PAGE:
Pollini collected him with producer and director Ryan Rundle, and from there, Afterlife was conceived.
“The documentary originated in the midst of a difficult decision: permanently step away from competitive swimming or redefine my purpose and finish what I had always longed to do,” Alexandrov said. “With absolutely no regrets, I chose the latter.
“Retirement is such a heavy word to me. I used to think retirement (from one’s career in their 60’s) was something people looked forward to – and it may be. But to me, the thought of retirement from sport was something I dreaded. It had a very negative connotation for me.”
Alexandrov said his relationship with the sport is different than the one he has with competing. He said he would never give up swimming or his love for the water, but the thought of never going to a competition again was a dark one.
“The thought of never having my Dad there as my coach and therapist was one of the heaviest emotions I have ever felt,” he said. “The thought of never facing the risk of failure (as much as I actually disliked the emotion) haunted me for some reason.
“Retirement to me from the sport was something I regarded with great fear, and it caused a lot of sadness. Even though competing, training and living the Olympic dream was very challenging, it was also something I couldn't foresee living without.”
Alexandrov said most of this comes forth in Afterlife, which he describes as a story that “follows a pro athlete’s struggle to reconcile the inevitability of retirement while training for a seat on the U.S. Olympic team in Tokyo.”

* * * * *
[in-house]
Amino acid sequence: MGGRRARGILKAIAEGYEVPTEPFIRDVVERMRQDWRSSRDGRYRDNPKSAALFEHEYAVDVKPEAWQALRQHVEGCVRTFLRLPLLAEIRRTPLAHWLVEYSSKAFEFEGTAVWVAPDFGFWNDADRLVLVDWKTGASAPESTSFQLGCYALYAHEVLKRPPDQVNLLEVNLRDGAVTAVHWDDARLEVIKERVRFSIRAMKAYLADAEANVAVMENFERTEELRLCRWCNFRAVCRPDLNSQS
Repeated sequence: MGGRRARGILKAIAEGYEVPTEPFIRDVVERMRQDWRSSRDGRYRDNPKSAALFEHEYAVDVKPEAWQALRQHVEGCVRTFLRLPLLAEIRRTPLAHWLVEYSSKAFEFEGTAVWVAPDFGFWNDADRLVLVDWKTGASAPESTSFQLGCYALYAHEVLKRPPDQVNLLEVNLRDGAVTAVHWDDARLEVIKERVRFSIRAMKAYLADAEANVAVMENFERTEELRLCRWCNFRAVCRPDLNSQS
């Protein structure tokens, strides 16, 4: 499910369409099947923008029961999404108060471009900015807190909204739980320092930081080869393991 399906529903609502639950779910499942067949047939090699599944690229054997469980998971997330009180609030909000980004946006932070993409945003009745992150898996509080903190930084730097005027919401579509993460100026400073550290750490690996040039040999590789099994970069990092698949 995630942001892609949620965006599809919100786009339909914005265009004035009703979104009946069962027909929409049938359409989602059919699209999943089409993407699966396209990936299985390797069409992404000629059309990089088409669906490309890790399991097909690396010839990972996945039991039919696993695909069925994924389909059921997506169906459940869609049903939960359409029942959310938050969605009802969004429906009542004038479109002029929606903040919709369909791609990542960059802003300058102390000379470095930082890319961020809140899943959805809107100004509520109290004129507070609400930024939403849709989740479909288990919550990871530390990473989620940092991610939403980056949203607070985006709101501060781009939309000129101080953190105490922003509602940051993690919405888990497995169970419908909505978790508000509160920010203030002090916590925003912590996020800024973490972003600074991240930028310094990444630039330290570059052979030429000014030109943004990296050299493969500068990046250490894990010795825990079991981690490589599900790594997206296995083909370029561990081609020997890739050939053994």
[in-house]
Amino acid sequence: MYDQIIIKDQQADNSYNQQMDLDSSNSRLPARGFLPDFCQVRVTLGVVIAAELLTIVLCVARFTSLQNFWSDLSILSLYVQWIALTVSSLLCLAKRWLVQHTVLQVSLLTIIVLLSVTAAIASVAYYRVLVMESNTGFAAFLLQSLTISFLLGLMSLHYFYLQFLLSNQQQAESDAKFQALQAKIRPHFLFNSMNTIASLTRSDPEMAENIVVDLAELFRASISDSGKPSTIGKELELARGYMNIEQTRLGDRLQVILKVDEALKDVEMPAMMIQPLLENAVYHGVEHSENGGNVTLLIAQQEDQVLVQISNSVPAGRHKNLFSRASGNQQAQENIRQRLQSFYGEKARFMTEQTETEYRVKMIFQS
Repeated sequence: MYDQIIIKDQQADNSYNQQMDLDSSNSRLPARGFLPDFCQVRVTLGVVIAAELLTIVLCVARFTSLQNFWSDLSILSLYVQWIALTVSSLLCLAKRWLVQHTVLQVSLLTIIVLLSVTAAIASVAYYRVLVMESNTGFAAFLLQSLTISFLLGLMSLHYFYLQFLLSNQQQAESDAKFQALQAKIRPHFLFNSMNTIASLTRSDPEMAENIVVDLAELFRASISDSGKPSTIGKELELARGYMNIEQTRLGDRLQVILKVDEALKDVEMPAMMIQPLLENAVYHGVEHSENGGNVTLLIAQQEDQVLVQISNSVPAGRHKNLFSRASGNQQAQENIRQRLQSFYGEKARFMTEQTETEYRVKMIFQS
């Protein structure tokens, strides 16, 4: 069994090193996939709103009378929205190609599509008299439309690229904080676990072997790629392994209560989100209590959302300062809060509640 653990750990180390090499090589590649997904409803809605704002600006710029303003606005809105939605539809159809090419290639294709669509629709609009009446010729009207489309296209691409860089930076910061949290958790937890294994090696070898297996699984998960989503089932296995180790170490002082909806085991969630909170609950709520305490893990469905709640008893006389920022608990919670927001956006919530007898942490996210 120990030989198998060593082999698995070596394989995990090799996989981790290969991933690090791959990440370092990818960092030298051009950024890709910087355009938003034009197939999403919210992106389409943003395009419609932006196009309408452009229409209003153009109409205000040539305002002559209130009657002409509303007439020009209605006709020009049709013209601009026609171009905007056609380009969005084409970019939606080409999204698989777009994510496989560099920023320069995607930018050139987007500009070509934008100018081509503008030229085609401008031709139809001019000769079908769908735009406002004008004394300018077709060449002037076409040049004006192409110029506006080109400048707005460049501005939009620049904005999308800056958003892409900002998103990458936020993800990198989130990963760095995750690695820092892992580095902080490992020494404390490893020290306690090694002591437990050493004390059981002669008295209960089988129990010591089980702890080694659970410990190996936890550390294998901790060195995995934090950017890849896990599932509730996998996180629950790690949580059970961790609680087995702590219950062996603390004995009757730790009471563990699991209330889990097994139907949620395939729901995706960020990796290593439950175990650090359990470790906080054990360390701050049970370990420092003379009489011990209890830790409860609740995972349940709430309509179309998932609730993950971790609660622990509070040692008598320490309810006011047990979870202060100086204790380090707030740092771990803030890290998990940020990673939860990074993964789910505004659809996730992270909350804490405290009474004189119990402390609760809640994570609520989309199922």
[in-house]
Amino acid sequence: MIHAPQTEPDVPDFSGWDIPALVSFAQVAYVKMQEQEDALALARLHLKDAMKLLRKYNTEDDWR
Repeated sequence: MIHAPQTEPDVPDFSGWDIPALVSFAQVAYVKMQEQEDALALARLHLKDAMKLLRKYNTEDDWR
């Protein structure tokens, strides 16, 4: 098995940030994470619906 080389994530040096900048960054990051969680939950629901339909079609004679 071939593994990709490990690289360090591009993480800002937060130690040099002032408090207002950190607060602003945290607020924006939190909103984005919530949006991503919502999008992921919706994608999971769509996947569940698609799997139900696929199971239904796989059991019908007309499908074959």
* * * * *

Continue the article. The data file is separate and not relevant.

He adds that the short documentary explores the ups, downs and in-betweens of life in sport and the challenges of transitioning out of it.
“Diving into my memories was a powerful and humbling experience that helped solidify my purpose throughout my swimming career,” he said “It brought back each success and failure along the way and made me realize that each of those experiences helped me grow into the person I am today.
“It portrayed some of my most candid emotions: happiness, sadness, fear, anxiety, frustration. The story communicates many of the conflicts and pressures that an athlete is faced with and the realization that the joy of the sport is not in a medal or a time, but in the doing. The final product is perfect in my eyes. It portrays a relatable truth and a commonly shared story of an Olympian's – my – journey.”
Alexandrov revealed that the experience of telling his story and sharing his journey isn’t just about or for him but is something he is eager to share with the world.
Just like swimming itself, he’s learned the journey is often the most important part of the whole – how the commitment and fight toward a purpose defines the soul.
“I believe knowing why we do what we do, enables us to justify our creed towards the sport,” he said. “The accolades that may follow are nice, but the moments that I remember most are the blood, sweat and tears that made that accolade happen. Of course, I remember all the times that I set American records, World championship records, becoming a world champion with Team USA, swimming into Olympics, and many other events that were the result of hard work that I, my parents and coaches put in.
“I don't want to take anything away from that and the immense gratitude that I have for those experiences. I'm not done telling my story and as a coach, as well as an athlete, I want to be able to help athletes make good decisions – and only good decisions – in the future, and I think I'm finally in a place to be able to do that.”